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Auburn is speechless: The voice of the Tigers has died

Auburn is speechless: The voice of the Tigers has died

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Rod Bramblett

Rod Bramblett, Stan White and Cole Cubelic discuss Signing Day on an Auburn show Feb. 3, 2016. 

“They’re not gonna keep them off the field tonight,” his voice trumpeted up to the heavens, crackling into his headset microphone and echoing out over the airwaves.

Their hearts were with his. Thousands had started jumping the barriers and trampling over the hedges at Jordan-Hare Stadium, storming the field on the most triumphant of nights, while the man behind the voice of the Auburn Tigers watched from above, tasked with describing the indescribable.

Somehow, he did.

“Holy cow,” he clutched the nearest person he could hug, arm in arm in the press box, as those down below in a sea of proud orange and blue started to jump for joy together on the Plains. “Oh my God,” he exclaimed, his breathless shout capturing the electricity in the moment that brought strangers together to celebrate and that brought families together to embrace.

Rod Bramblett died Saturday night.

His voice lives on through calls like that one, from his famous broadcasting of the 2013 Iron Bowl.

He and his wife, Paula, were both killed in a fatal car wreck in Auburn. They leave behind two children.

Bramblett was 53.

And he was, Auburn University proudly boasts, the voice of the Auburn Tigers, serving as the director of broadcast operations for Auburn athletics and as the lead announcer for the school’s football, men’s basketball and baseball teams.

He had been on the call for Auburn football and men’s basketball since 2003.

He had been calling Auburn baseball since 1992.

Now, suddenly, the Auburn baseball team is getting ready for an NCAA Tournament regional without him.

Auburn is in shock — both the community that he and his wife were an active part of, and the university that he represented.

That special night

Bramblett was hugging his play-by-play partner Stan White on that night in 2013, and anyone else within arm’s reach in the radio booth, after Chris Davis returned Alabama’s missed field goal 109 yards for the game-winning touchdown in the Kick Six.

The passion in his call echoed the passion for the team from the fan base he served. For a professional talker, his greatest ability may have come in his listening. On calls like that one, his voice seemed to channel what he heard and felt in the moment around him, and it was in that way that he created the soundtrack for so many listeners’ favorite sports moments.

The love in his work and his award-winning skill shined in those moments for which Auburn fans know him best — the quick wit in his wording effective as often as the times when a jubilant shout and a step aside in favor of a roaring crowd around him successfully captured those moments he was tasked with illustrating.

He called that game “the mother of all Iron Bowls” in his opening read, which started the game’s radio broadcast. It was in those opening reads that he so often and so masterfully painted a perfect picture of the day’s great challenge, conjuring allusions to battles like those in the coliseum when describing a fever pitch in Jordan-Hare, or with comparisons to David and Goliath assuring an event of biblical proportions, all with just the sound of his voice.

Invited into our homes

That same voice, ever steady, could’ve just as soon soothed fans waking up on Sunday mornings and stirring with the Auburn Football Review show hosted by Bramblett and invited into living rooms across the area on TV.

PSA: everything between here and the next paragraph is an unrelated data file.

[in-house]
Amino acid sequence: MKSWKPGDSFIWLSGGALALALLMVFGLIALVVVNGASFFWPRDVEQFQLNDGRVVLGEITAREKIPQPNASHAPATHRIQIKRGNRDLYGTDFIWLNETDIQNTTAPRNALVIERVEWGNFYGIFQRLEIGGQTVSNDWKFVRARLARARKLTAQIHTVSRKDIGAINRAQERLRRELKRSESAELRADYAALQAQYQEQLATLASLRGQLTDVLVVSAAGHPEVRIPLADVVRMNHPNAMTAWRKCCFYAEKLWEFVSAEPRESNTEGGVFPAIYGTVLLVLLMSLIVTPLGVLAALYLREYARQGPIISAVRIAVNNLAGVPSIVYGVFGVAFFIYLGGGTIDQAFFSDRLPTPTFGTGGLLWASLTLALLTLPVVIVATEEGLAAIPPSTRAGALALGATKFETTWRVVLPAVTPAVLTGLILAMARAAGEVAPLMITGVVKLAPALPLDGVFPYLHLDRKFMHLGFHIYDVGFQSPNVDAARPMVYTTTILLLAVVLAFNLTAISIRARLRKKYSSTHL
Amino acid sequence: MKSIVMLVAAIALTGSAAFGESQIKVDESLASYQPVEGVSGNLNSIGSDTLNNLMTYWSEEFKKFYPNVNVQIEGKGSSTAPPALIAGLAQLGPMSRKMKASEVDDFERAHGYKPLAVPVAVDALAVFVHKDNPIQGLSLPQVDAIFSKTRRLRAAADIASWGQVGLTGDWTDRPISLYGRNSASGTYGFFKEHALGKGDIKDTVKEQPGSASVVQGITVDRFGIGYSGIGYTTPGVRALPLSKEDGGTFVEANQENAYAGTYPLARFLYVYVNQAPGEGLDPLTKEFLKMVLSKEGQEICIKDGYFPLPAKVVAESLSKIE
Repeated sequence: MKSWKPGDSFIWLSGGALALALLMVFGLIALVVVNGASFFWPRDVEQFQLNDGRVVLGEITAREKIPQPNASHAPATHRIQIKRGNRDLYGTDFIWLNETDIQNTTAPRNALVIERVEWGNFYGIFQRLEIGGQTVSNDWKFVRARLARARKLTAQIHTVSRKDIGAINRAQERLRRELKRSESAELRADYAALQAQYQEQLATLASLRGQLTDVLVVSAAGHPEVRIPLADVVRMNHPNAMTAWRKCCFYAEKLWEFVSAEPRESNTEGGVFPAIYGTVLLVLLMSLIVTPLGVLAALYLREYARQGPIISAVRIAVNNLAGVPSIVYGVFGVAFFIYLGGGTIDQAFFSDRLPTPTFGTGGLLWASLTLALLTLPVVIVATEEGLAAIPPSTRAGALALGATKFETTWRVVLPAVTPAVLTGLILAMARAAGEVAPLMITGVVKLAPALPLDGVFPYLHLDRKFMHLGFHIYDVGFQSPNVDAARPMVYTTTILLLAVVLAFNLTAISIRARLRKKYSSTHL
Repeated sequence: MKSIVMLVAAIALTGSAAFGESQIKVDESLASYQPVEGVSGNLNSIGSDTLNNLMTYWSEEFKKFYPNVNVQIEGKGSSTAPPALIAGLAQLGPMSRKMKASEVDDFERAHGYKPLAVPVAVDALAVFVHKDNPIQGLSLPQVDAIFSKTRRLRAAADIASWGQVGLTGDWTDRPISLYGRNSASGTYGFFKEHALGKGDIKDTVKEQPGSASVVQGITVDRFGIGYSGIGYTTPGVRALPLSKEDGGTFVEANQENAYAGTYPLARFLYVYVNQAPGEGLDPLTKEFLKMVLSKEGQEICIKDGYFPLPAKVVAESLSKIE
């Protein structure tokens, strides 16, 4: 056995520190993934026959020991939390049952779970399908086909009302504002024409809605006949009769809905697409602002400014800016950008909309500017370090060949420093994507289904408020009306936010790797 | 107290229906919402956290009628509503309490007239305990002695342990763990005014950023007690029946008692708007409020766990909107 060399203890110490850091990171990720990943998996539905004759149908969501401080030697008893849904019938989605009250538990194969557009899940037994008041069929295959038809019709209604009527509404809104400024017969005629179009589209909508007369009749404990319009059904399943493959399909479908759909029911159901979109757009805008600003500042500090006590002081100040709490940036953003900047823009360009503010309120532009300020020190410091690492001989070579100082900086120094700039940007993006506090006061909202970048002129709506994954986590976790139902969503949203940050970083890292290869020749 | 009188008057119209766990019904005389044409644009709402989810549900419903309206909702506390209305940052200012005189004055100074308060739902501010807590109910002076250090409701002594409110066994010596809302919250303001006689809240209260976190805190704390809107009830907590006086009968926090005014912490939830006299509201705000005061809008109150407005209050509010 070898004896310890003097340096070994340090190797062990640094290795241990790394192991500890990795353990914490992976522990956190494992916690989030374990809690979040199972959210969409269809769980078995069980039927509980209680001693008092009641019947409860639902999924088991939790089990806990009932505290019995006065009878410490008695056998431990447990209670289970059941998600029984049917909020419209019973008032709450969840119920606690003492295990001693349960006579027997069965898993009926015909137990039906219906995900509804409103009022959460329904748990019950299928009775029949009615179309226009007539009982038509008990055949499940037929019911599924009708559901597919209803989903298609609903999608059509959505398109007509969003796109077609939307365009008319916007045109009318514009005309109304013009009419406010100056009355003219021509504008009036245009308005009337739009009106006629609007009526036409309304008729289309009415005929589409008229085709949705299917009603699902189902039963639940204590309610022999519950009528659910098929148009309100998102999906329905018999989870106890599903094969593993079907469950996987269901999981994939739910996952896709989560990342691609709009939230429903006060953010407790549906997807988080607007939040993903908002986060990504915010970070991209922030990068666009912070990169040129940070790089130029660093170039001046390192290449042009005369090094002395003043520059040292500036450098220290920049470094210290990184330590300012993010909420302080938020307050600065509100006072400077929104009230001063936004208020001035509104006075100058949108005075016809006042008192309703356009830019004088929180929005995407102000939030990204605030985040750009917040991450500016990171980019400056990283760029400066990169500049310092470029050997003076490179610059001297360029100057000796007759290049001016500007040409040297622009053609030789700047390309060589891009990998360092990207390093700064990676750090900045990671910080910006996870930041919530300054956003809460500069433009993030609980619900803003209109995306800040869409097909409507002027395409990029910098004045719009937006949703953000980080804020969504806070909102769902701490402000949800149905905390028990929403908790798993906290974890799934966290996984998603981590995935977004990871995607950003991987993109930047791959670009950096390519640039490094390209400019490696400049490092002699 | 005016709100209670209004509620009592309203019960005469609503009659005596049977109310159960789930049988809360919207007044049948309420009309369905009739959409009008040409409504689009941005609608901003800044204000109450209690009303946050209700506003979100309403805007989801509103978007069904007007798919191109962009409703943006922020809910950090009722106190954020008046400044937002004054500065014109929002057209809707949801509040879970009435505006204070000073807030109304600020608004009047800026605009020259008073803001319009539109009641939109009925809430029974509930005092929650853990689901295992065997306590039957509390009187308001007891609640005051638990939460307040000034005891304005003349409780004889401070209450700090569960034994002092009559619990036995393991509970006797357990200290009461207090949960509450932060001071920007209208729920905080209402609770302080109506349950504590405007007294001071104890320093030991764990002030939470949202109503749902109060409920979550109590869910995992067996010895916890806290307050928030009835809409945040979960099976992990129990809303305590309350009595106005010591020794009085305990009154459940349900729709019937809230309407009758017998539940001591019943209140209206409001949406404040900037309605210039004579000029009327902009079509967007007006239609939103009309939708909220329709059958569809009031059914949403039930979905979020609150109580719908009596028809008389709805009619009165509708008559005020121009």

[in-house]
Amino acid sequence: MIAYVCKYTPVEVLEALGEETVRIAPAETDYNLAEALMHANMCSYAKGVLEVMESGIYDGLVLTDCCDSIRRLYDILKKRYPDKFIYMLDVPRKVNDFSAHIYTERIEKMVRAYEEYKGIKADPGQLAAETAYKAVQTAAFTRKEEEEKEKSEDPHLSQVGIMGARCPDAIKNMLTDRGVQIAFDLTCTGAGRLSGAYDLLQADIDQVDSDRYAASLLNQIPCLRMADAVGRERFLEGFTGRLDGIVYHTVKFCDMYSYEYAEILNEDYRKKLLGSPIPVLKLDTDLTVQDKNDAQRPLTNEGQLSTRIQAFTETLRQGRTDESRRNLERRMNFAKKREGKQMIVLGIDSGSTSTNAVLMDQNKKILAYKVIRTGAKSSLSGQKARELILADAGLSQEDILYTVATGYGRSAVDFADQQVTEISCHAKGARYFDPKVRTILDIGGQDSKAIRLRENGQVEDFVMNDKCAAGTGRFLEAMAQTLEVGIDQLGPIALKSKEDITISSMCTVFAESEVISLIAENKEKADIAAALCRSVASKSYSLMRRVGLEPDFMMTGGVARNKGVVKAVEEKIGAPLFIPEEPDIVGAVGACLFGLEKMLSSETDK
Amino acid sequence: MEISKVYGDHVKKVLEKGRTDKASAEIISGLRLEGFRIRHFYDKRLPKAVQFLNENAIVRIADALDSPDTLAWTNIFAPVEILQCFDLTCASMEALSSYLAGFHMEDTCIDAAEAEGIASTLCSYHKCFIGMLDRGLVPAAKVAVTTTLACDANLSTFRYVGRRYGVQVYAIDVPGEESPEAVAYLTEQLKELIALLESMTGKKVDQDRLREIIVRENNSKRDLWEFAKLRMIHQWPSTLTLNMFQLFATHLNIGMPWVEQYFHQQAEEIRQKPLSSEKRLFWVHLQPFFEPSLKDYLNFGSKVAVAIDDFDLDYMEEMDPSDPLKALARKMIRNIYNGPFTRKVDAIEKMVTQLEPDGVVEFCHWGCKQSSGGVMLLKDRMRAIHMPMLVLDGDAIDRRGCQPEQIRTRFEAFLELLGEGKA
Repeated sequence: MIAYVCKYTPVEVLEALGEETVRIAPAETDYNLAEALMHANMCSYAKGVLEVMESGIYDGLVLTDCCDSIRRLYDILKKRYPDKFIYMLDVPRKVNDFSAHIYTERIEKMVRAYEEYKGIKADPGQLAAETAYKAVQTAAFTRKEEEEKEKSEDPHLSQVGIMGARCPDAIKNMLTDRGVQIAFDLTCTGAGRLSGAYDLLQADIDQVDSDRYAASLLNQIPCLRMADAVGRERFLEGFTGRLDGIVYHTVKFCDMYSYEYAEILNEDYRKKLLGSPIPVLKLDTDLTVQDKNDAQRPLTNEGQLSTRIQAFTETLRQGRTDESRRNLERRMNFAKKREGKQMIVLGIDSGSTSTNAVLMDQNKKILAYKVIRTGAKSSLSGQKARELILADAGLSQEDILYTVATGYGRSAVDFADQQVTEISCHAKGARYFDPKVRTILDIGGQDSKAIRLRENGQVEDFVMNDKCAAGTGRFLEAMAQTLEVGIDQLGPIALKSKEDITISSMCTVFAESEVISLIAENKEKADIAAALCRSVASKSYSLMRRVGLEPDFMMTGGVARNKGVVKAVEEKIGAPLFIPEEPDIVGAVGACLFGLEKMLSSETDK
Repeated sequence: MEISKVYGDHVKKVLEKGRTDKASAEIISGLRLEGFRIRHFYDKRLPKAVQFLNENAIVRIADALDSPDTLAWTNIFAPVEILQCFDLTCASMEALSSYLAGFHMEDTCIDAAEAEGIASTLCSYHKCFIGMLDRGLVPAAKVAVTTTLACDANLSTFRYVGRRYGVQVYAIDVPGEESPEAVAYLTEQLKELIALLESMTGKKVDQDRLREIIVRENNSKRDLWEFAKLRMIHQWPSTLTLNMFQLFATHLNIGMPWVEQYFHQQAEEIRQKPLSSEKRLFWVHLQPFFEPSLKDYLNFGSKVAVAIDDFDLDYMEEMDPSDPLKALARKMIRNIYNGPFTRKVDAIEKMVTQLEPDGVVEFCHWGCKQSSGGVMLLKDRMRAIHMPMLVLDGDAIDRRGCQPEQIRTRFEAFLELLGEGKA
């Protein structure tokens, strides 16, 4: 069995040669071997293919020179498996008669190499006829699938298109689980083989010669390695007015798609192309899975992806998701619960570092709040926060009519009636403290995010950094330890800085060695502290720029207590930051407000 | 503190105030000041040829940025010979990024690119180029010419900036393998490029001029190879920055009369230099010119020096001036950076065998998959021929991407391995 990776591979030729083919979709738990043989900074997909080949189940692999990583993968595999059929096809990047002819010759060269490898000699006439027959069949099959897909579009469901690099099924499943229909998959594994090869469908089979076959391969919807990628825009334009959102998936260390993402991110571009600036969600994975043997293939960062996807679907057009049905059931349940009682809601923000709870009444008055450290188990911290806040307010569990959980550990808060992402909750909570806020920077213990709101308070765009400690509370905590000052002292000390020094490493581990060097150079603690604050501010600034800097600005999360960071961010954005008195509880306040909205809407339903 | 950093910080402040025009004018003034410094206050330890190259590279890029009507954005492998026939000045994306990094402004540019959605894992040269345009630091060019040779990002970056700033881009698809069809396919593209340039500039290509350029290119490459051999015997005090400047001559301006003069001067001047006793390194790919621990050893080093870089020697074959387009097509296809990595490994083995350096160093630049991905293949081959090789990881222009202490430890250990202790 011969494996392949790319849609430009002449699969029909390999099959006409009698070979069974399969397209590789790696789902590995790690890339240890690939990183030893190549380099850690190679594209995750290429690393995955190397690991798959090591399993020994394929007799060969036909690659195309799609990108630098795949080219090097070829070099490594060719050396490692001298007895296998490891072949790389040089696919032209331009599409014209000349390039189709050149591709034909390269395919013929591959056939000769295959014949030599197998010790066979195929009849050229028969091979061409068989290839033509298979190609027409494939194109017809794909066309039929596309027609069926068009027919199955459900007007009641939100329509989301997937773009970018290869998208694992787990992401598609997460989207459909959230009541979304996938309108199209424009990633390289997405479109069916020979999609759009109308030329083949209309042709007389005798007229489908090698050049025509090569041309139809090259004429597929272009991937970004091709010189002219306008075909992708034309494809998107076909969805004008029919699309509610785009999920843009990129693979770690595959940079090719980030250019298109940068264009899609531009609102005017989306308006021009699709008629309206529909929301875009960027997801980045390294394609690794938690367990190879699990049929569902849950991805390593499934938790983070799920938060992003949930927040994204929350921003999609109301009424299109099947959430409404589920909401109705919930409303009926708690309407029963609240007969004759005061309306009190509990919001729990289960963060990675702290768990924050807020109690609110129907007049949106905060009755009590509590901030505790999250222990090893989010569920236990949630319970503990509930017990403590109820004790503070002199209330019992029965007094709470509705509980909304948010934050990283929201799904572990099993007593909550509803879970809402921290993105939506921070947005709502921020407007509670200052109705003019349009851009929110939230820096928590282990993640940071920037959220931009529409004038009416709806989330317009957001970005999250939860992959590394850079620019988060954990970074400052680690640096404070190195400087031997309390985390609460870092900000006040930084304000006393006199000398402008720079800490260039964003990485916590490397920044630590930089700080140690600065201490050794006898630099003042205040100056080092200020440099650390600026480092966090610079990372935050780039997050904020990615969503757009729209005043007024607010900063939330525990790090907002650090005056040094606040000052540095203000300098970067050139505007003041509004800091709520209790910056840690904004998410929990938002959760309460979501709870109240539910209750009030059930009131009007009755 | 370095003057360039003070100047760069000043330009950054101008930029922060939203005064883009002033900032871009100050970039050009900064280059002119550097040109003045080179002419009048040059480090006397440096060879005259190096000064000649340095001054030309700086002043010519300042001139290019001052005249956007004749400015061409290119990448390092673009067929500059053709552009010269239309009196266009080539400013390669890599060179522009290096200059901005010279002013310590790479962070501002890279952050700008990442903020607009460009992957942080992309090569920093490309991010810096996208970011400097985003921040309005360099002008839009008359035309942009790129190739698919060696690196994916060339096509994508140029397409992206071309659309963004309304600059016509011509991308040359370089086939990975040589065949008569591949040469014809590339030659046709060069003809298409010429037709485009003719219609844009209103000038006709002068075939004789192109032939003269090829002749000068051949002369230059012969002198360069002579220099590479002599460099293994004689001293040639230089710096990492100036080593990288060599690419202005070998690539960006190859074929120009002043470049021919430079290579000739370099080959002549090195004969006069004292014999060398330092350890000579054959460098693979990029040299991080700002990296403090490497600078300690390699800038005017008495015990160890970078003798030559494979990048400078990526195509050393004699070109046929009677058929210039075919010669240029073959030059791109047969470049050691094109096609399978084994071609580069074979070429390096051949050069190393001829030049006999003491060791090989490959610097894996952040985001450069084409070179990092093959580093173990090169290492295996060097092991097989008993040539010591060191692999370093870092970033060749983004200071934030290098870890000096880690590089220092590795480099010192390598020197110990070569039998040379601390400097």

He was everywhere Auburn athletics was for almost 30 years, and at the forefront for 16.

Auburn University’s student body is loaded now with youngsters who’ve only ever known Bramblett to be the voice of the Auburn Tigers.

Older fans know Bramblett’s time on the job began with tragedy as it ended. Bramblett took over on football and men’s basketball in 2003 after the unexpected death of longtime Auburn broadcaster Jim Fyffe.

Bramblett was thrust into an impossible position then. When fans wanted only to hear their beloved Fyffe again, they heard Bramblett.

Bramblett handled the situation with absolute grace.

“Go crazy, Cadillac,” he shouted a few months later. On the first play of his first Iron Bowl, Bramblett’s voice became immortal, when he called Carnell ‘Cadillac’ Williams’ 80-yard touchdown run to open Auburn’s 2003 win over Alabama — the first of so many more memorable calls made in his illustrious career.

A true professional

Bramblett won awards, but more importantly, touched listeners through an incredible 27-year career calling Auburn sports. He was named National Broadcaster of the Year by Sports Illustrated in 2013, after he serenaded Auburn football’s thrilling wins over Georgia and Alabama that fall.

Better still were the countless times he was trusted by Auburn families to tell them about their beloved Tigers, reaching for radio sets and tuning to Bramblett’s voice together for almost 30 years.

He might’ve had just as much fun, too, handing a headset over the scorer’s table to his fellow Auburn men like Bryce Brown for postgame interviews. Bramblett graduated from Auburn in 1988.

He smiled just as wide as class of 2019 kids like Brown, the basketball team’s shooting guard, when he sat close and called every step of Auburn’s run to its first-ever men’s basketball Final Four this spring.

Auburn was one

He saw it all — and he took his listeners along with him the whole ride.

Based on his career, he wouldn’t have wanted it any other way. What he saw and what he felt was always something to share.

Auburn won’t be the same without him.

In his calls, though, Auburn will always have him.


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